Why do we need Certification?
The wood products industry has been under intense scrutiny in recent years as environmentalists, consumers, landowners, and policy makers have sought to achieve a balance among production, the stability of resource-based economies, and the long-term sustainability of our nation’s forests. A number of initiatives have resulted, and the focus has primarily been upon land management, production practices of wood products industries, and the safety of individual loggers.
The Sustainable Forestry Initiative (SFI), Forest Stewardship Council (FSC), and Canadian Standards Association (CSA) certify that wood products industries are managing their lands in a manner that will not jeopardize the availability of forest resources for future generations. The International Standardization Organization (ISO 14001) certifies production practices, ensuring that mills are operated in a safe and efficient manner. State-specific logger training programs certify the technical and safety skills of individual loggers working in wood harvest operations in the Northern Forest region.
While these initiatives have led to improvements, one element of the wood products industry remains largely unmonitored. Wood harvesting companies, ranging from sole proprietors to large-scale businesses with multiple employees, have perhaps the greatest direct impact on the health of the forest ecosystem. Their operations supply raw material for wood products industries, but they also have the potential to conserve or compromise water and soil quality, wildlife habitat, biodiversity, and forest aesthetics.
Recognizing the need to certify natural resource harvesting companies, the Professional Logging Contractors of Maine began to develop the Master Logger Certification (MLC) Program in January 2000. A draft MLC document outlining the certification requirements was written and widely distributed to wood harvesters, forest products industry representatives, and policy makers during the spring and summer of 2000. Their feedback was incorporated into the document, and the MLC program was prepared for the piloting process. The first cohort of MLC companies began the certification process in January 2001 and were certified on July 31, 2001. Subsequently, in 2005, an independent non-profit organization – the Trust to Conserve Northeast Forestlands – took over the administration of the MLC program, creating the conditions for MLC’s status as a third-party certification system. Shortly thereafter, the MLC program in Maine combined efforts with the Southern New England MLC program to create the NEMLC program, serving harvesting companies in six Northeastern states (ME, NH, MA, CT, RI, VT and NY). NEMLC continues to collaborate with MLC programs in Atlantic Canada (New Brunswick, Nova Scotia, PEI), Wisconsin, and Minnesota.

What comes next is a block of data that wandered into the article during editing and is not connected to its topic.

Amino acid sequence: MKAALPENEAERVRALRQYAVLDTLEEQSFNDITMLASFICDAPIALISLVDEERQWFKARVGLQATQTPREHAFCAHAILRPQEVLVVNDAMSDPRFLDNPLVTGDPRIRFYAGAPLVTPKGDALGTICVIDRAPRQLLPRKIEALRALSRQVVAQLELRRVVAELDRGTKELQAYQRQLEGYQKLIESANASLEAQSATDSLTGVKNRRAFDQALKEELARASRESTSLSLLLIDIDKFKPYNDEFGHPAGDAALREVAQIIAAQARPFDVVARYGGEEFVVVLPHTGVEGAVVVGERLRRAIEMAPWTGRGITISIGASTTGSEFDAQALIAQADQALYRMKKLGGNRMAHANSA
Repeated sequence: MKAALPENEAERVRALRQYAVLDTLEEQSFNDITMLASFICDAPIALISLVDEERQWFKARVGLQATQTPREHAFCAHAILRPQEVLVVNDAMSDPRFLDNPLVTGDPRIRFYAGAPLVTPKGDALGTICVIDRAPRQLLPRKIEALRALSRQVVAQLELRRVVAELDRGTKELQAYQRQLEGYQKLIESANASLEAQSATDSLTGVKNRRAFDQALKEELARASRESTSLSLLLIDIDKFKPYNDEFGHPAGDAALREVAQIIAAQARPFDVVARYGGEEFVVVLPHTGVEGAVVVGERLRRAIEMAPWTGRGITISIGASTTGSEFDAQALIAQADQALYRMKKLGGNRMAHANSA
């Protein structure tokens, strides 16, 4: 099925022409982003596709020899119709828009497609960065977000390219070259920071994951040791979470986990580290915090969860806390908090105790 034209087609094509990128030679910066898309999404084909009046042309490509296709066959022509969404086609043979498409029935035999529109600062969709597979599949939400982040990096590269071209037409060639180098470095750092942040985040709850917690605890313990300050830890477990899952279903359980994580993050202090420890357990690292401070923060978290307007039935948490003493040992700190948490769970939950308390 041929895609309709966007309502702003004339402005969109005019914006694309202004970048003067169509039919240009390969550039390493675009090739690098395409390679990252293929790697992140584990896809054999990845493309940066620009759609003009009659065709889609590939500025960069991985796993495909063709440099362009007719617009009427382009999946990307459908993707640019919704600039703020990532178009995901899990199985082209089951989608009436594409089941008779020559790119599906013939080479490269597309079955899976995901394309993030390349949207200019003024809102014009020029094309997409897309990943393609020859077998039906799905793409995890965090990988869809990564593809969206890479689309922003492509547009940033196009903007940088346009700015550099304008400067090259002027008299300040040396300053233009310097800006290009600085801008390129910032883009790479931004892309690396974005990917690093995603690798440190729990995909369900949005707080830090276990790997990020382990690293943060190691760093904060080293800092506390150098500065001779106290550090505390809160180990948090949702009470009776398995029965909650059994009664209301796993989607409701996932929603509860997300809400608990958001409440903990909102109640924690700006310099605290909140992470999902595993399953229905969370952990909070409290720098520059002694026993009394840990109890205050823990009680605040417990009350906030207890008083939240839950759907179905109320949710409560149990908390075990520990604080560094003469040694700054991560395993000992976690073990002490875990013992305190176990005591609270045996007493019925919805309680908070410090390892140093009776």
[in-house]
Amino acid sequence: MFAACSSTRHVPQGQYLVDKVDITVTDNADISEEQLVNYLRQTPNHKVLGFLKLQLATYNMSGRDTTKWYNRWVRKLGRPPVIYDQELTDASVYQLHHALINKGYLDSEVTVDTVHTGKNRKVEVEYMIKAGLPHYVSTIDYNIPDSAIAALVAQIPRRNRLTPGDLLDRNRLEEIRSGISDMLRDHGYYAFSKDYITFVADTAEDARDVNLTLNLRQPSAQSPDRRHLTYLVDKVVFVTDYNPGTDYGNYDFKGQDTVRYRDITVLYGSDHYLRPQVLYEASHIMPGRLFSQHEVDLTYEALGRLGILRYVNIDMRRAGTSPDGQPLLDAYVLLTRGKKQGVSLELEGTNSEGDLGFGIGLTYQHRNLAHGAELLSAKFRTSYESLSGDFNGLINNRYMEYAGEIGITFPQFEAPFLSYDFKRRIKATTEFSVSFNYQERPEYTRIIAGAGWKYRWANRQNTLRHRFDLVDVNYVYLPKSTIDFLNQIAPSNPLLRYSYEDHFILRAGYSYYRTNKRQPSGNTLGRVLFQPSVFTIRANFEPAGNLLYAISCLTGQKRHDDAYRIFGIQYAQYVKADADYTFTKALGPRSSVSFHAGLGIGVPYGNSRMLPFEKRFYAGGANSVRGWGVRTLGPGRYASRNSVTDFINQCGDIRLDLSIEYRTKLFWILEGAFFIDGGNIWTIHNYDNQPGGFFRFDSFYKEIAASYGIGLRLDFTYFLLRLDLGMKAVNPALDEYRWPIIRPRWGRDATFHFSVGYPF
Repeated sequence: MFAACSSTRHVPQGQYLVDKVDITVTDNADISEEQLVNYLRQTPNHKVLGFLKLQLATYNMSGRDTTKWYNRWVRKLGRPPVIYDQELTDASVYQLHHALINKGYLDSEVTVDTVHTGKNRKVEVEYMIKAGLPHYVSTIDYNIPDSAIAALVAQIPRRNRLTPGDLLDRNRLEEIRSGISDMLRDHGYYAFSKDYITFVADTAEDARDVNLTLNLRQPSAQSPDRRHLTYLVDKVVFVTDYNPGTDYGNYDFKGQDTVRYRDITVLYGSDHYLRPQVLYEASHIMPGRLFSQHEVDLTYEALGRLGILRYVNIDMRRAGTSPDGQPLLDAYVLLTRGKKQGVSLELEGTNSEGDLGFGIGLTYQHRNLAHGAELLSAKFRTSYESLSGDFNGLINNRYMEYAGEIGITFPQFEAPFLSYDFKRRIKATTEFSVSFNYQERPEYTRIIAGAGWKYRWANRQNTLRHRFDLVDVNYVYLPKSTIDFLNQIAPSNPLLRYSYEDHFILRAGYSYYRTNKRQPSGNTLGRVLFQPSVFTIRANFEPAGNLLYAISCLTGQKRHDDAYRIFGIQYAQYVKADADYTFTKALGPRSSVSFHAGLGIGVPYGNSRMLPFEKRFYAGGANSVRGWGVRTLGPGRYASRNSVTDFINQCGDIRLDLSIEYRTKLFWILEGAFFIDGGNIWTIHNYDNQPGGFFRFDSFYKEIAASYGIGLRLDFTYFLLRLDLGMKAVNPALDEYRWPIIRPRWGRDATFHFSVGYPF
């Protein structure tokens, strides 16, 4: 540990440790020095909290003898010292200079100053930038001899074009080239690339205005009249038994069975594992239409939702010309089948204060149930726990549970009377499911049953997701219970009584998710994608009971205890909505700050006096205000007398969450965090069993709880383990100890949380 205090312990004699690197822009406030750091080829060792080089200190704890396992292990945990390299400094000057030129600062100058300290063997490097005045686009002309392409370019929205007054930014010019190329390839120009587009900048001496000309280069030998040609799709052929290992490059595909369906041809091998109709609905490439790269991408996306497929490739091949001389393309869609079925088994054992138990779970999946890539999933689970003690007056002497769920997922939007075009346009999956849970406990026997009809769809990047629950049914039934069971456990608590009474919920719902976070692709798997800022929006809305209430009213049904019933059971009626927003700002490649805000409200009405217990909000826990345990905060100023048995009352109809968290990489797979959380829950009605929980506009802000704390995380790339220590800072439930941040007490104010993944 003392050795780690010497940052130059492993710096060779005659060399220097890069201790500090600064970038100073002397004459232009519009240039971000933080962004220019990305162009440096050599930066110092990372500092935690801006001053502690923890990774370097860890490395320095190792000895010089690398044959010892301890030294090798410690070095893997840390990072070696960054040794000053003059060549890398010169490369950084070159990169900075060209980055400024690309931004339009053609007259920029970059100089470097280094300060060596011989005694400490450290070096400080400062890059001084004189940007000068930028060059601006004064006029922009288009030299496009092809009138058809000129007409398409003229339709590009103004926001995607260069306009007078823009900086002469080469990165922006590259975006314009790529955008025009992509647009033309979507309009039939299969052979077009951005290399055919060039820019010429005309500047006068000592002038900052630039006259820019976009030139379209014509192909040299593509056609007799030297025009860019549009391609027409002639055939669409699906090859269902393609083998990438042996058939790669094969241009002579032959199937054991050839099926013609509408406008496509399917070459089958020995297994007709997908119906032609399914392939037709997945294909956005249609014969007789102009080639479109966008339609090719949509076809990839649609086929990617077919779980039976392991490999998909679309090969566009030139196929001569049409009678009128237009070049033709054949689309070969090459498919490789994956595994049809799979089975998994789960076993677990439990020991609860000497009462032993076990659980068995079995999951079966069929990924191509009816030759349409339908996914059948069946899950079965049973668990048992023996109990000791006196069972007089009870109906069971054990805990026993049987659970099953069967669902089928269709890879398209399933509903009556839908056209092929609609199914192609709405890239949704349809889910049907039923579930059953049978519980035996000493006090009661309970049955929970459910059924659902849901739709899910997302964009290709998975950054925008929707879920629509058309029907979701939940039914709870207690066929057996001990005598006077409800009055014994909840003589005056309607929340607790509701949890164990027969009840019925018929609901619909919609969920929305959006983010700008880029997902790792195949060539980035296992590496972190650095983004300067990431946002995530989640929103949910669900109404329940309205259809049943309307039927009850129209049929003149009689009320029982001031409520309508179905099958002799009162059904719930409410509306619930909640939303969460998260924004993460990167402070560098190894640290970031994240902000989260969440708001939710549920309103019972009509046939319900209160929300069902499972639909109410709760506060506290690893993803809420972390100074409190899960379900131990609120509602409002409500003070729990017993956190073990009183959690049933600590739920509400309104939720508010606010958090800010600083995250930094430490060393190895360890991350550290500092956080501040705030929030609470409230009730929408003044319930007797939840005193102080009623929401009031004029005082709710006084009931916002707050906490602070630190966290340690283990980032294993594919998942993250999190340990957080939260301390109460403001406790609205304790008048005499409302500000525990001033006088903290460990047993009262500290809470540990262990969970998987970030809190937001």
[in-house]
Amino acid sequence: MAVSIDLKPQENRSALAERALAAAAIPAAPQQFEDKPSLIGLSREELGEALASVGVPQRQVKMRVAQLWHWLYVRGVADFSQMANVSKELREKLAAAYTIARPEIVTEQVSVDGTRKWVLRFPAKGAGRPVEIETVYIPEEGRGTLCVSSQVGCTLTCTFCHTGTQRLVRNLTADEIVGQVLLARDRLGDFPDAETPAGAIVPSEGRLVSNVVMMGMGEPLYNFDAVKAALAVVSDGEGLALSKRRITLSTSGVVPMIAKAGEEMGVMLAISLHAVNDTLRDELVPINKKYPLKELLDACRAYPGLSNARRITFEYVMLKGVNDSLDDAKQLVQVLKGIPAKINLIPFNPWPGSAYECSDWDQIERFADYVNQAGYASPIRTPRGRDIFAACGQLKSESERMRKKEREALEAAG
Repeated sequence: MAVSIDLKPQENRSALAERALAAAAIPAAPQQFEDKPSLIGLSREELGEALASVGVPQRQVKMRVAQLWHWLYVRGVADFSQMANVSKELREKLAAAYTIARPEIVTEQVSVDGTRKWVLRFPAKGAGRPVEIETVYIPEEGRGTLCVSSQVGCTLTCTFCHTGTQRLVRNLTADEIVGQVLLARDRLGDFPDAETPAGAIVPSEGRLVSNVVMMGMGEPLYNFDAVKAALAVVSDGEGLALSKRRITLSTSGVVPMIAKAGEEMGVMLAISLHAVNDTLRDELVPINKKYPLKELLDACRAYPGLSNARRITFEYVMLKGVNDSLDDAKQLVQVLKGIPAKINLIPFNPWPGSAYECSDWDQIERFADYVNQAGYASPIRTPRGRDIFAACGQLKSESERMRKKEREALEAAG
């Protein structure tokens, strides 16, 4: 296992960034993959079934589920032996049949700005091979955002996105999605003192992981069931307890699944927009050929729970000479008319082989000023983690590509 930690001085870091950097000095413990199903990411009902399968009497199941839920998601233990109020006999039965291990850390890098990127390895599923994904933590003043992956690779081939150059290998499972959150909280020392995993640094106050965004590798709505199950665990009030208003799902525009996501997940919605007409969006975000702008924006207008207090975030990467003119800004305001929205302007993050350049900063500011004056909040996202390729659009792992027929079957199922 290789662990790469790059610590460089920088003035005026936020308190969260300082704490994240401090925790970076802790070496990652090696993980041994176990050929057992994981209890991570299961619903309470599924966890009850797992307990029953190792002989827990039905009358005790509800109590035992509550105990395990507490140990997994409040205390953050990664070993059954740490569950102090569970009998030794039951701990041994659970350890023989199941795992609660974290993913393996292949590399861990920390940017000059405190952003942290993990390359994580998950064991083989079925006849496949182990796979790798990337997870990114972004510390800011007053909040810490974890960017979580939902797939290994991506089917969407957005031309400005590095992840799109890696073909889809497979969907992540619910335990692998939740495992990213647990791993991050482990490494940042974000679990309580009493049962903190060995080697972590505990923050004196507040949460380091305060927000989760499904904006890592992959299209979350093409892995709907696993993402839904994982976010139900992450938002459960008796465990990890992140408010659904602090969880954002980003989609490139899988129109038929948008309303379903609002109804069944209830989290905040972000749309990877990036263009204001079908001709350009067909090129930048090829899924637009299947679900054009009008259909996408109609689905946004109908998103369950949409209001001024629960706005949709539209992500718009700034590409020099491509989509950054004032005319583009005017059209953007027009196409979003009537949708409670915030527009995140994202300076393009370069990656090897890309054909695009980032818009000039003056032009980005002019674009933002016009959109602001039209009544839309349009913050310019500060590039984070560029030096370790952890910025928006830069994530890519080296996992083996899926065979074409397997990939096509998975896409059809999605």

Read more about TCNF’s certifications
Who is on the Certification Board?
The NEMLC Certification Board represents the multiple interests in and values of the Northeastern Forest. Members have been state representatives, retired and current loggers, retired forestry practioners, academics, business consultants, and representatives of environmental, social justice, and regional development organizations. Members have expertise in one or more areas of natural resource management and rural economic development. To be eligible, NEMLC Certification Board members must not stand to receive any personal or corporate financial gain from the forest products industry or their participation on the NEMLC Certification Board.